- The Washington Times - Wednesday, September 6, 2000

Kenya Baxter was a nervous new student at the Jefferson Houston Elementary School in Alexandria, Va., nearly 20 years ago.
Yesterday she was back, this time a parent seeing off her son and daughter on their first day.
"I brought them here because I wanted to try something different for my kids," she said." And I thought it would be a good idea to share this school with them."
Like Mrs. Baxter, hundreds of parents looking for something new swarmed through Jefferson's lobby yesterday morning as it opened for its first year as an arts-focus school with a new broadcast studio, an orchestra room and a specially designed dance room.
And so it went, another first day for most area school systems, as hundreds of thousands of students returned to classes.
There was a smattering of first-day problems: In Montgomery County, Md., Thomas S. Wootton High School students got a free day because of construction delays. About 100 students at two Silver Spring elementaries were forced to stay an hour late because of a barricade situation nearby. Some Fairfax, Va., administrators had to drive buses because the school system still lacks bus drivers a situation echoed in the District of Columbia, where drivers doubled up runs because of driver absences.
For the most part, though, the day went off without a hitch.
In the District, 68,000 students returned to class some to new school supplies. D.C. firefighters delivered more than 1,000 donated notebooks, pens and crayons to the children at Walker-Jones Elementary in Northwest.
"This is a very low-income community," said Beatrice Hunter, a guidance counselor. "The parents and kids are so excited."
At Anacostia High School, D.C. Mayor Anthony A. Williams and schools Superintendent Paul Vance took a tour. Mr. Vance, who replaced Arlene C. Ackerman, said he was "enjoying" his first day of school as the District's school chief.
"The schools are clean, the teachers are in class, and the students are where they are supposed to be," he said. "It's like school never ended. That's the way it should be."
Terry Fowler, 16, who worked over the summer at a Gaithersburg, Md., movie theater, said he was thrilled to be back at Anacostia High School, even though his class schedule is "all messed up."
"I missed my friends," he said." This a reunion."
Principal Mildred Musgrove said in between hugging students: "I know this looks chaotic but look around. As long as they are laughing and talking and having a good time, I'm happy."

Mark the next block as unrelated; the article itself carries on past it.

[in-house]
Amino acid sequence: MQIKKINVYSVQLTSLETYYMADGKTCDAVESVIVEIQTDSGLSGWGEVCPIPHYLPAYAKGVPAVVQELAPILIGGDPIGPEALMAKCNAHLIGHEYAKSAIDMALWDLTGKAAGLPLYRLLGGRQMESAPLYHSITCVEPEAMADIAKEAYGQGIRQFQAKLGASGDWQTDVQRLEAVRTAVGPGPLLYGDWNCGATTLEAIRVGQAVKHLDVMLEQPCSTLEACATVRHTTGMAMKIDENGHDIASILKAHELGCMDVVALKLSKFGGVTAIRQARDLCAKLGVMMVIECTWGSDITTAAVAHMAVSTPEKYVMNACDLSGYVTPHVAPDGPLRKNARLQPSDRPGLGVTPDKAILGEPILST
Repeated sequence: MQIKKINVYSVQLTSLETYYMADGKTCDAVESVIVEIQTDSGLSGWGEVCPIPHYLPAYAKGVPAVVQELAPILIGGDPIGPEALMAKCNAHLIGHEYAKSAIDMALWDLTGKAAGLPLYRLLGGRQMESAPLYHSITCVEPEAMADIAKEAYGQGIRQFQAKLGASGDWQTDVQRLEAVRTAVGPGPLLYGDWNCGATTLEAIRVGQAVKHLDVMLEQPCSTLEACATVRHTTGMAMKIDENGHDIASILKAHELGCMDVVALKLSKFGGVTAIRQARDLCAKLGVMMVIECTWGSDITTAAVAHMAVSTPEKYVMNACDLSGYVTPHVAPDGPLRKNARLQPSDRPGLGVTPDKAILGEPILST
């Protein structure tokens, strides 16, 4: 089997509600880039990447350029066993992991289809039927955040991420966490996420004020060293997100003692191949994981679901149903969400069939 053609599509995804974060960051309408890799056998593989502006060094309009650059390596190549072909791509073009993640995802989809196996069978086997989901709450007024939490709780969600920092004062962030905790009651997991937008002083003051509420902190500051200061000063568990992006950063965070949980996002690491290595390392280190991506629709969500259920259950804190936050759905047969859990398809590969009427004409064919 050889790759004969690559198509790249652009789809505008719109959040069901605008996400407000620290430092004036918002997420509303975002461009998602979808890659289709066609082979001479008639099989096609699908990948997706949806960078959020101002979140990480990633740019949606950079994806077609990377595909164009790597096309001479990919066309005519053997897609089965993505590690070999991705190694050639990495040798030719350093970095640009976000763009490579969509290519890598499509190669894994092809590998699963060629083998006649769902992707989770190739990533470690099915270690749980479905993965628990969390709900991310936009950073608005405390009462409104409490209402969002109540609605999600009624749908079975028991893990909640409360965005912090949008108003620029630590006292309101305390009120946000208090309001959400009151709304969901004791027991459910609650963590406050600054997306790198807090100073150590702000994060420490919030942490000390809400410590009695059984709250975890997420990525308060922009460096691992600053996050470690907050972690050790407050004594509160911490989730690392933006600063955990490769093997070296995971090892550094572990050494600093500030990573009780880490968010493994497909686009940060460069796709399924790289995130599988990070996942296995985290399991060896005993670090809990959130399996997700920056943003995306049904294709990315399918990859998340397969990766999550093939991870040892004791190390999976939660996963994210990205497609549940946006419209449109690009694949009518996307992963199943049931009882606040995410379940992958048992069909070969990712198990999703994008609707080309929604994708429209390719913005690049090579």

Montgomery County welcomed most of its 135,000 students, except for those attending Wootton.
Superintendent Jerry D. Weast toured schools including Bel Pre Elementary a school with an award-winning reading program that this year reduced its class sizes by an average of 20 percent.
"The teachers will tell you that this is heaven," said Principal Margaret Yates.
Judith Tenley's colorful room illustrated school Shangri-La: 17 kindergartners learn about "The Kissing Hand" while trying to identify animals in the book of the same title.
"An owl," cried out one.
"A bird," offered another.
"A possum," managed another.
Nearby, a reading teacher worked with individual students to assess any special needs.
"We are trying to build something seamless," Mr. Weast said. "We are trying to bring in more teachers, better trained and constantly trained to tighten up the web."
And in Northern Virginia, some 190,000 students returned in Alexandria and Fairfax and Arlington counties some to new and renovated schools.
Samuel W. Tucker Elementary is Alexandria's first new school in 30 years. The system has about 11,000 students.
Fairfax County the largest Northern Virginia school system with 161,000 students opened Westfield High School and added 58 new classrooms to other schools to accommodate about 4,000 new students.
Yesterday, principals reported only a minor glitch here and there.
At Jefferson Houston, two school buses came in late, said Principal Blanche Hutchinson. At Westfield, the last bus arrived just before the first bell rang, Principal Dale Ruhmberger said.
"It has been a crazy day," he said at the end of the school day, sipping lemonade from a paper cup in the empty cafeteria. "There have been exhilarating moments like appointing new teachers and there have been terrifying moments like if a delivery didn't come on time," he said about the days before the school opened. "But today, everything has been very smooth."
Outside the cafeteria, Kim Skouzes was racing through the mazelike corridors of the new building to locate the gym where her son, Demo, was playing football with old and new friends.
"He forgot his football pants," she said, pointing to a balled-up pair under her left arm. "One of those first-day things," she said with a laugh.
Latisha Arlington, 10, a fourth-grader at Alexandria's Jefferson Houston, said she had had a great first day.
"I did a project on football today," she said. "It was my favorite I play football with the boys all the time."
The only tears at the school, said teacher Sonia Haley, came from a boy who had to go back home because of some improper paperwork.
In Arlington, where about 18,000 students reported for school, Tuckahoe Principal Cynthia Brown said she herself had been waiting, "very excited," for the new school year.
"A school is an unpredictable setting," Ms. Brown said. "This can be the place where a child learns the first word, reads the first book or even loses the first tooth. We love that we are here through all that."

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